3 big bets Apple Music could make at WWDC

All signs point to Apple finally unveiling their new streaming music product at WWDC any minute now. That space and the surrounding music arena itself is already crowded. Spotify, Soundcloud, Bandcamp, Songkick, Soundtracking, and more all provide services for music fans. Here at SapientNitro we’ve been reading the tea-leaves for awhile now to figure out what’s coming next from Cupertino.

This exercise allowed us to highlight themes we see emerging in streaming music. There’s so much more that Apple can do to take a holistic view of the music experience. The next wave of services will do more for fans and artists. They’ll move beyond simple playlists.

Ros Horner and I explored what could make Apple Music a Spotify killer. After some market analysis, customer surveys, and iterative designs we had a hypothesis. New ways to engage socially, new models for exclusives, and new options for connecting to live gigs and merchandise could all be at the heart of what’s to come.

More like Twitch, less like Ping

Recent rumor suggests Apple is looking to get social again with music. They tried in the past with their lamented Ping service. Rather than make the same mistakes again the team posits a different possible direction. Everyone has that friend with great music taste and an ear for new bands you’ve never heard of. Why can’t we still listen to music together or give each other mix tapes? I want to dip into what they’re listening to now or find that great band they told me they listened to all day yesterday. Music discovery is terrible in most apps. Something like this could help new artists find bigger audiences faster.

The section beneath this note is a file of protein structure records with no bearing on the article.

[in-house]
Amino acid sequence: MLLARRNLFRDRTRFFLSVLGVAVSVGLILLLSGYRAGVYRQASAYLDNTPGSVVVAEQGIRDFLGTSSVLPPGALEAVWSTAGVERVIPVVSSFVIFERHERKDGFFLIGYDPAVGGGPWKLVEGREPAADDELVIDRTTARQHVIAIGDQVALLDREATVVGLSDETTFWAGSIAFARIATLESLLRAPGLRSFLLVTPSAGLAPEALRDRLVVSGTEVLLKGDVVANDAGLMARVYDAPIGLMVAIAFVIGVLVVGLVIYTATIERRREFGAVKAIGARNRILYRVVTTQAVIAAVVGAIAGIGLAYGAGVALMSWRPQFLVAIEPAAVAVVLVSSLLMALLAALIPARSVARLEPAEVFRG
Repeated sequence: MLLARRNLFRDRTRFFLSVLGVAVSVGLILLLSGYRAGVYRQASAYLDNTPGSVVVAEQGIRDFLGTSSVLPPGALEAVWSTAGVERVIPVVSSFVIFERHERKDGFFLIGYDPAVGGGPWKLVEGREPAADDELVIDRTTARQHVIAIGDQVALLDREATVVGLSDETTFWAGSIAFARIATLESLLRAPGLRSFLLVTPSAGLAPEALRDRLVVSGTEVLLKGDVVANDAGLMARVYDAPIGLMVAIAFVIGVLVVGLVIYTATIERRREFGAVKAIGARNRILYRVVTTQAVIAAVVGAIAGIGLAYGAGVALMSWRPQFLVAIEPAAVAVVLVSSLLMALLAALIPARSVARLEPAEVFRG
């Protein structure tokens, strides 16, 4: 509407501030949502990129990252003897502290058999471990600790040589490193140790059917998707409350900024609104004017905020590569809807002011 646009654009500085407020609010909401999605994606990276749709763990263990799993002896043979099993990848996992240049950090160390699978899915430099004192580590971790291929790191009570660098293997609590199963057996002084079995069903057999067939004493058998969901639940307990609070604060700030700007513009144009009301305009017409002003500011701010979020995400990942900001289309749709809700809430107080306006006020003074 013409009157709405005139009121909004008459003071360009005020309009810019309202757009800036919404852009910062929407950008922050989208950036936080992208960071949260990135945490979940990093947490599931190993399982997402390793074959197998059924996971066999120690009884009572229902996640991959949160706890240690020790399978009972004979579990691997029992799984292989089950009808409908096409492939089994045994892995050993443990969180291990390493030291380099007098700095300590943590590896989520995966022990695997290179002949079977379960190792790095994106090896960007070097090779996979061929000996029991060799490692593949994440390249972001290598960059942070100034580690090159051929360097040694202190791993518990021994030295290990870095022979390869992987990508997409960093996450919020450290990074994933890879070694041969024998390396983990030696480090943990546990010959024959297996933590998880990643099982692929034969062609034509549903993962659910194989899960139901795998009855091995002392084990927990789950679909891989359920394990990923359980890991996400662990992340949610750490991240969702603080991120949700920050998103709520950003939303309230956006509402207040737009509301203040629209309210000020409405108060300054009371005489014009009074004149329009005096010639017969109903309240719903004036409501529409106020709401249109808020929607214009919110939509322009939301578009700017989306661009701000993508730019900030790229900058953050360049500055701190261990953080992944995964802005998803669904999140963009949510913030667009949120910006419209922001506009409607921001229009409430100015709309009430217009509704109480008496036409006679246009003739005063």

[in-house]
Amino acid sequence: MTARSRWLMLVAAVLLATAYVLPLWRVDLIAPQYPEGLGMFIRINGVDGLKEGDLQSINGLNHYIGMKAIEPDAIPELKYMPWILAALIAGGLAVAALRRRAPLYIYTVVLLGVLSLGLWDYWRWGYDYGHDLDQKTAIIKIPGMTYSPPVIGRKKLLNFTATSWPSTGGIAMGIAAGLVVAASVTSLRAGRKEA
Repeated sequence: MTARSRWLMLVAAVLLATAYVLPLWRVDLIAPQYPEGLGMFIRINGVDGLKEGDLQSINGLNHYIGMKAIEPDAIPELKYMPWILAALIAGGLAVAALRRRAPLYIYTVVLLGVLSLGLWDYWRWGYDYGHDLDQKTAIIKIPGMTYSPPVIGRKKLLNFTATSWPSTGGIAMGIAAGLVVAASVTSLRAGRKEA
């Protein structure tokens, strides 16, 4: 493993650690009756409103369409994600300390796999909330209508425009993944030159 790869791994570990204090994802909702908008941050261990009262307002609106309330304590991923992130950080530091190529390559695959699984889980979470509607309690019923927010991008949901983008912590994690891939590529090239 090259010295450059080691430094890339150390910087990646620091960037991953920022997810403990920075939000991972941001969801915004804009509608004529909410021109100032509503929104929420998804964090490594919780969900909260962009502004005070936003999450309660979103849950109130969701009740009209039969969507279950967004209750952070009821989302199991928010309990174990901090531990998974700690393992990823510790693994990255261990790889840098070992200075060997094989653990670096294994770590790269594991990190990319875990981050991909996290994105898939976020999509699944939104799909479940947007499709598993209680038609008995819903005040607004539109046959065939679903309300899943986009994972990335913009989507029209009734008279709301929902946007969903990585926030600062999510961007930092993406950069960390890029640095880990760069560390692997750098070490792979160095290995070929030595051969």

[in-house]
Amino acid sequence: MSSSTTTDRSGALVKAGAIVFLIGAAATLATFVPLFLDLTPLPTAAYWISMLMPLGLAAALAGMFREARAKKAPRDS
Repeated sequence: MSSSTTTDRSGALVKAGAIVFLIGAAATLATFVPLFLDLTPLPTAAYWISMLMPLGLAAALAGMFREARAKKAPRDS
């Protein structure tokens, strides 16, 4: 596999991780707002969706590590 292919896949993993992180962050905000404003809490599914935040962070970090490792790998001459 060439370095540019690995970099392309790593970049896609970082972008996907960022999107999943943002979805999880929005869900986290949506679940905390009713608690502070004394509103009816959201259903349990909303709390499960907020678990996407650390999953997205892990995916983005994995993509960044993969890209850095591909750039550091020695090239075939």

Learn from NPR, not the labels

The arms race for exclusives is something well underway. Apple opened up their war chest for U2 last year. Tidal’s main draw is the allure of rare tracks and content from its founders. Neither last for long but create a real risk for fragmentation.

Despite all the change that’s occurred in music, songs themselves remain the same. The 2–3 minute track is every bit the standard now as it was decades prior. As fresh as the surprise album trend might seem it’s still catering to that model.

What if artists emulated Beyonce less and Serial more? Weird Al commanded a lot of attention by serially releasing tracks recently. Imagine if Taylor Swift used the platform to release songs as she completed them. Or what if she tailored (no pun intended) new songs to the realities of streaming? Most services pay out after the first 30 seconds of a track. It’s only a matter of time until business-minded artists start taking advantage of that.

Follow the money

The bulk of money in music right now comes from ticket and merchandise sales. That’s a lot of revenue Apple is leaving on the table. They’ve got the market influence to disrupt that part of the music industry too.

People pay for live. Fans pay a premium for concerts that they won’t for tracks or albums. If Apple were to partner with TicketMaster or venues that could be massive. They could use TouchID and Apple Pay to seal the deal in their app.

In conclusion

Is it likely that we’ll see these functions or something like them at WWDC? Maybe. Reportedly Apple and the labels haven’t come to terms, so they have larger issues to resolve. And even if the app doesn’t manifest at WWDC it could down the road in future releases. Or perhaps other services could beat Apple to the punch. After we started this exploration Tidal announced integration with TicketMaster. It’s clear that some of these ideas will impact the market soon enough.

What we wanted to do was highlight changing customer needs and identify unmet ones. We wanted to provoke a practical conversation about what’s immediately next. These behaviors are definitely coming. Only time will tell what they look and feel like in reality or who brings them to market first.

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